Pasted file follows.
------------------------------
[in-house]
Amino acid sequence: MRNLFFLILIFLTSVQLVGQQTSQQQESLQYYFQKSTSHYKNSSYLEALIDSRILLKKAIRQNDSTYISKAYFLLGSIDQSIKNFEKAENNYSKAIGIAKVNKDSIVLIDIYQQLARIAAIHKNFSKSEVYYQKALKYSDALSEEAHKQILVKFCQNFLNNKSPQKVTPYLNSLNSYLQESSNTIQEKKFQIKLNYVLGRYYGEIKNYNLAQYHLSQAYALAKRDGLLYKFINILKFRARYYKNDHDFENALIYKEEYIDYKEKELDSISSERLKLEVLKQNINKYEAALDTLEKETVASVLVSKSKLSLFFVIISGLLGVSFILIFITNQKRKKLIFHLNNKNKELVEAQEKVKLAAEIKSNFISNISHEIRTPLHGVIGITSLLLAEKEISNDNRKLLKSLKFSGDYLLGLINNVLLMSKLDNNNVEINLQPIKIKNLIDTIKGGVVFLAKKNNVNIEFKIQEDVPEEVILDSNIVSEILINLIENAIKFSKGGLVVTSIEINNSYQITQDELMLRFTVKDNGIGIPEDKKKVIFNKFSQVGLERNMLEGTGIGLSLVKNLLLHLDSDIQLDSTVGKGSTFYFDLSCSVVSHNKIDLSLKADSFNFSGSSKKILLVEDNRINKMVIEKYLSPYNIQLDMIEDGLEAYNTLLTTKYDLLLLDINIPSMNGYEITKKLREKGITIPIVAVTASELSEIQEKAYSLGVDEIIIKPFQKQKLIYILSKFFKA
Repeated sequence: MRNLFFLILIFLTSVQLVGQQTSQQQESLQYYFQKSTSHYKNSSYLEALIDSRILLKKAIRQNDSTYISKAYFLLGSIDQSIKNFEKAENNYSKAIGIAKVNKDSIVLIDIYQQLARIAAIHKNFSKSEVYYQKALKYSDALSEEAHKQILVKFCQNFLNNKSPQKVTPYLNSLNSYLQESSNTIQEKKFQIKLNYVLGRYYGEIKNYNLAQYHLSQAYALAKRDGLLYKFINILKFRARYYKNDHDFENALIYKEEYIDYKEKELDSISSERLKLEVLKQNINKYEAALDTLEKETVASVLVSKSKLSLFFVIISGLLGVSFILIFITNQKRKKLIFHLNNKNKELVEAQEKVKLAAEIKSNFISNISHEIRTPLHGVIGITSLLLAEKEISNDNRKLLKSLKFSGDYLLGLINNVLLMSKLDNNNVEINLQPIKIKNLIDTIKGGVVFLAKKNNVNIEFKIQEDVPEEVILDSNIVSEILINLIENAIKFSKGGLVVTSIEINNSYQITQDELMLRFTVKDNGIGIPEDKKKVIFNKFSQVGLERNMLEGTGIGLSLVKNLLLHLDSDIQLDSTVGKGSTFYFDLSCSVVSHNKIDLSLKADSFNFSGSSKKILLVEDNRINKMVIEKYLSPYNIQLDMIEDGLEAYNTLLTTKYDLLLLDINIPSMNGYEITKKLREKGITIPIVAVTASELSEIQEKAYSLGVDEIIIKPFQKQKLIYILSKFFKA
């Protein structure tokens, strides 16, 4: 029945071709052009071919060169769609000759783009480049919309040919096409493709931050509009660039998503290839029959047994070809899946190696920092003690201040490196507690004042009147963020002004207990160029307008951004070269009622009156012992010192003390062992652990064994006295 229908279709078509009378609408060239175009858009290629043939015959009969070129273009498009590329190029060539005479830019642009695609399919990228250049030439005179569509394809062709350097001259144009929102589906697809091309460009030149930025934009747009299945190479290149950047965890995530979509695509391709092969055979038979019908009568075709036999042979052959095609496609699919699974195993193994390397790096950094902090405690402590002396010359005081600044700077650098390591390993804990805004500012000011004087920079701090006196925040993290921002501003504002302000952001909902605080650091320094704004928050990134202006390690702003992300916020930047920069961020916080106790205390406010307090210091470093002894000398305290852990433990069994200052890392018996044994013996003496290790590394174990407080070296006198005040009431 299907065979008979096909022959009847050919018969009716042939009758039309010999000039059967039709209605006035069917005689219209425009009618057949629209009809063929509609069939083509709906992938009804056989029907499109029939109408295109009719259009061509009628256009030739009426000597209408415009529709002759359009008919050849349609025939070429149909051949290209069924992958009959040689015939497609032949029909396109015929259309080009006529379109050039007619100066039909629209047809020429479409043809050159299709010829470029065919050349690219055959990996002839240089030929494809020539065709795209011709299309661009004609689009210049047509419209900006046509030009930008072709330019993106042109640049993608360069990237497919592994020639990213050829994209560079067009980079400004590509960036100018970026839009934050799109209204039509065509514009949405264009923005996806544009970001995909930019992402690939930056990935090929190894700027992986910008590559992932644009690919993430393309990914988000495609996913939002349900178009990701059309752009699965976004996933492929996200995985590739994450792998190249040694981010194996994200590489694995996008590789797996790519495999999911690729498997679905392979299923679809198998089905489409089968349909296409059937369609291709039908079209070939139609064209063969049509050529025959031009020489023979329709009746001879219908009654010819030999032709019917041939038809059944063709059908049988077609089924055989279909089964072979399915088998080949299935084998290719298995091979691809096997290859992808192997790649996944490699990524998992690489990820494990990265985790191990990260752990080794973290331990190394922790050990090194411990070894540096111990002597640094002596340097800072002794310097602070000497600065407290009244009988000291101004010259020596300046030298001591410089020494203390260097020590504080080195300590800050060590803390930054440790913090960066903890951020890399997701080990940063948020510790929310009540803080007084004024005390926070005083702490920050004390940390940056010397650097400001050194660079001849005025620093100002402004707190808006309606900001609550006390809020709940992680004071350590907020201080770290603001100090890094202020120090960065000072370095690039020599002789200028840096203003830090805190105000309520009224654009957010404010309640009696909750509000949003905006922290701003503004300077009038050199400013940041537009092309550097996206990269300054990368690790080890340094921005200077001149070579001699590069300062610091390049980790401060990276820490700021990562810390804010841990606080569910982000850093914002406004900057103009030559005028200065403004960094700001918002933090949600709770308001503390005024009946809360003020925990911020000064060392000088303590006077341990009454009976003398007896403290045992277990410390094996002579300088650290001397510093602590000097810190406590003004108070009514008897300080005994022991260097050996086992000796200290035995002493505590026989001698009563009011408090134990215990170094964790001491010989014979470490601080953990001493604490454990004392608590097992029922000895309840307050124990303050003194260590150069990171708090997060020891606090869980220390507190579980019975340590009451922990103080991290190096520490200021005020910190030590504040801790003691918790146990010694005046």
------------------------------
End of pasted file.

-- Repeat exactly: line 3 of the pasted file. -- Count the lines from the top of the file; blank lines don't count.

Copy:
Repeated sequence: MRNLFFLILIFLTSVQLVGQQTSQQQESLQYYFQKSTSHYKNSSYLEALIDSRILLKKAIRQNDSTYISKAYFLLGSIDQSIKNFEKAENNYSKAIGIAKVNKDSIVLIDIYQQLARIAAIHKNFSKSEVYYQKALKYSDALSEEAHKQILVKFCQNFLNNKSPQKVTPYLNSLNSYLQESSNTIQEKKFQIKLNYVLGRYYGEIKNYNLAQYHLSQAYALAKRDGLLYKFINILKFRARYYKNDHDFENALIYKEEYIDYKEKELDSISSERLKLEVLKQNINKYEAALDTLEKETVASVLVSKSKLSLFFVIISGLLGVSFILIFITNQKRKKLIFHLNNKNKELVEAQEKVKLAAEIKSNFISNISHEIRTPLHGVIGITSLLLAEKEISNDNRKLLKSLKFSGDYLLGLINNVLLMSKLDNNNVEINLQPIKIKNLIDTIKGGVVFLAKKNNVNIEFKIQEDVPEEVILDSNIVSEILINLIENAIKFSKGGLVVTSIEINNSYQITQDELMLRFTVKDNGIGIPEDKKKVIFNKFSQVGLERNMLEGTGIGLSLVKNLLLHLDSDIQLDSTVGKGSTFYFDLSCSVVSHNKIDLSLKADSFNFSGSSKKILLVEDNRINKMVIEKYLSPYNIQLDMIEDGLEAYNTLLTTKYDLLLLDINIPSMNGYEITKKLREKGITIPIVAVTASELSEIQEKAYSLGVDEIIIKPFQKQKLIYILSKFFKA